Be Patient With People Who Are Grieving
Loss affects everyone differently. One thing’s for sure though, when someone summons up the courage to confront and move through grief we shouldn’t expect the process to be fast or smooth. And we shouldn’t fall victim to rating the severity of the loss on our own subjective scales.
Even though as sympathizers and confidants most of us have the best of intentions at heart, before long it’s easy to grow exasperated and to start to feel like there’s something wrong with the griever for his or her inability to get over it and move on. At first we’re able to occupy and share that grief space pretty well but as time goes by we get tired of hearing the same refrain over and over. Why? Because we’re all narcissists to one extent or another and as soon as we’re ‘over it’, as soon as we’re feeling better about things, we can’t help but use our own state of mind as an unconscious barometer signaling that the other should be ‘over it’ too.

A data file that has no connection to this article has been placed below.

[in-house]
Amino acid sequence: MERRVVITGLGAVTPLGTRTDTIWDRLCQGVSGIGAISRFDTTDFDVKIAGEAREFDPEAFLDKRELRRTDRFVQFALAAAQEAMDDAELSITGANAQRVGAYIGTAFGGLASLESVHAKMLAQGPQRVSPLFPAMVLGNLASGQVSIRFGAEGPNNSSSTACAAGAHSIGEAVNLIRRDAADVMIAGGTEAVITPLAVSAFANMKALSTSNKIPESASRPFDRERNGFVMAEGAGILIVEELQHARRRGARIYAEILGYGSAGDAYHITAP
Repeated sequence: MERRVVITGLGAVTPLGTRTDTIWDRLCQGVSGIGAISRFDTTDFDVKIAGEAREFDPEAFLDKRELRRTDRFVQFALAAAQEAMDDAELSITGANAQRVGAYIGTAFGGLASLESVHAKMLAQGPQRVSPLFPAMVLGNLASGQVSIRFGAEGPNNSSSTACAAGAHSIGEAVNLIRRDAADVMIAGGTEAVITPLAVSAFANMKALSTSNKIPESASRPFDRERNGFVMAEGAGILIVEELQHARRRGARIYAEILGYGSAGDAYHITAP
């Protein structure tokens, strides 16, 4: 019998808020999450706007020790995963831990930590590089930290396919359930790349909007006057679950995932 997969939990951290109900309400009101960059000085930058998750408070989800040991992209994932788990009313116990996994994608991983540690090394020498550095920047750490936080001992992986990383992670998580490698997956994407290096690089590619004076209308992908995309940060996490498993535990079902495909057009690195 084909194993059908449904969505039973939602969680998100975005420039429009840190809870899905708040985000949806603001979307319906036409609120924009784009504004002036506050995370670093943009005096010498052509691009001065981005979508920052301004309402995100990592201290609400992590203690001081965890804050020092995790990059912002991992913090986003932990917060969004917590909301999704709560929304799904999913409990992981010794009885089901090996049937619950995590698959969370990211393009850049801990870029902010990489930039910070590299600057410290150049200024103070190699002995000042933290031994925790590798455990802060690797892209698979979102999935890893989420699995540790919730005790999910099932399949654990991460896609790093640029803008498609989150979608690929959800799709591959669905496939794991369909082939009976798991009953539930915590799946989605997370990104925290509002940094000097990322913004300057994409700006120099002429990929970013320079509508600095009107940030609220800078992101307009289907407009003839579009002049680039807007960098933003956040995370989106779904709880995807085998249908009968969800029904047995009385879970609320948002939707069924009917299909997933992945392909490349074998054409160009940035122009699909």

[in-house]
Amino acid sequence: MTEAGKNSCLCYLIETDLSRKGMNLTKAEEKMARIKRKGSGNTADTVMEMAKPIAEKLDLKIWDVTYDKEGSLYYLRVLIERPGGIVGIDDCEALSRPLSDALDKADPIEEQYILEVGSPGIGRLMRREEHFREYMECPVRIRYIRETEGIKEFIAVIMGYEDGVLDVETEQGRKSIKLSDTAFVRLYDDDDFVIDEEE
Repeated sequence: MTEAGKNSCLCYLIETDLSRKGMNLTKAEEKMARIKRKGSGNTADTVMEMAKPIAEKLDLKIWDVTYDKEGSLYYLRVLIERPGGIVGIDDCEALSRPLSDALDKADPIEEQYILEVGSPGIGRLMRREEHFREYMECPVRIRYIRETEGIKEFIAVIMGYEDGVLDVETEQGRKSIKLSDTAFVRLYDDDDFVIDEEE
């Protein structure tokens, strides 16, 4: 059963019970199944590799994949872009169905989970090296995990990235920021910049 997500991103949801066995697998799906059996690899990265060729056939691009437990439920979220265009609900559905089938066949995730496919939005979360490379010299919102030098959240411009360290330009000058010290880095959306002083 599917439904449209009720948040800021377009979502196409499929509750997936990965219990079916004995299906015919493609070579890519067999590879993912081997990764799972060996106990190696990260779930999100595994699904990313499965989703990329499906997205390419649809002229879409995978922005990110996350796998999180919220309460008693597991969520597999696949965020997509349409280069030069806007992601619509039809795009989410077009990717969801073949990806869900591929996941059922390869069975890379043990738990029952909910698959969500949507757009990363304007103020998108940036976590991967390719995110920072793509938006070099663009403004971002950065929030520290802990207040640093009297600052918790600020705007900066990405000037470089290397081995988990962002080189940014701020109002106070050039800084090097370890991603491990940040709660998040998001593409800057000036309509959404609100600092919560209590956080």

It’s important to stress here that we all try to make sense of our lives by telling stories, and this process of storytelling is never a one and done affair. Especially with grief and other traumas the story must be told and retold many times. Through this telling and retelling the story starts to lose some of its power over us as we take power over it. When people are grieving a loss, whether it’s a breakup, a death in the family, or anything else, the expectation should be that they’ll need to rehash their story over and over again. Although it might get excruciatingly boring for us it doesn’t get boring for them. Most important to keep in mind is that what they’re doing is not abnormal, obsessive, or dysfunctional.
So be patient with people who are grieving. Because one day, before long, when a profoundly personal loss strikes at your heart, you’ll need them to be patient with you too. If you’re really present for them and willing to listen to the same story without growing frustrated or judgmental they’ll probably return the favor in your time of need, when suddenly it’s you who needs that space to process. And processing means telling and retelling the same basic story many times.